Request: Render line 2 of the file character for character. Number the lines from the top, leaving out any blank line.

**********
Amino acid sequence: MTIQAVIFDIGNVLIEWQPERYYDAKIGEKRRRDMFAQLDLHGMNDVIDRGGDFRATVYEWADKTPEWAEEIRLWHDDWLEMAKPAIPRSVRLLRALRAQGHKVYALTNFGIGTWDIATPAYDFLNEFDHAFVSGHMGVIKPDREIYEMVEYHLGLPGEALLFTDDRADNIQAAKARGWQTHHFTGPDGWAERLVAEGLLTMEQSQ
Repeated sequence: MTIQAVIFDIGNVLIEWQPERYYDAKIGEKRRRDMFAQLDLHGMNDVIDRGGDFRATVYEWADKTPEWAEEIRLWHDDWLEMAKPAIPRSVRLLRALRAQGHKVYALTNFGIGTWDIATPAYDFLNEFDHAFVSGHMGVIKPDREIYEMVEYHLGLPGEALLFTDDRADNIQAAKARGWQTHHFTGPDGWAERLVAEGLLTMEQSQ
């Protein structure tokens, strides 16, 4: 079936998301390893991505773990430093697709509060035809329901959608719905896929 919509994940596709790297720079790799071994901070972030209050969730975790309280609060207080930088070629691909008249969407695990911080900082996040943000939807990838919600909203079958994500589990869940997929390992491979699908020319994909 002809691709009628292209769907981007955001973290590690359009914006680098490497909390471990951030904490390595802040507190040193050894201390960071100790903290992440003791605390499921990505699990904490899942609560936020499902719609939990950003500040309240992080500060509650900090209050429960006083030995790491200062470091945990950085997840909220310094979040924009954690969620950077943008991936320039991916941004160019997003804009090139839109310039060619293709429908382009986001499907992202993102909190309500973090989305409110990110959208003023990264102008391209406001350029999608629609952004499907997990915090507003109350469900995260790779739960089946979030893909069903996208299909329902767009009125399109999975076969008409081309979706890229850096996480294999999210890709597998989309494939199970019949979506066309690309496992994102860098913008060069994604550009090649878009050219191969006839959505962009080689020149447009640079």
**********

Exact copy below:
Repeated sequence: MTIQAVIFDIGNVLIEWQPERYYDAKIGEKRRRDMFAQLDLHGMNDVIDRGGDFRATVYEWADKTPEWAEEIRLWHDDWLEMAKPAIPRSVRLLRALRAQGHKVYALTNFGIGTWDIATPAYDFLNEFDHAFVSGHMGVIKPDREIYEMVEYHLGLPGEALLFTDDRADNIQAAKARGWQTHHFTGPDGWAERLVAEGLLTMEQSQ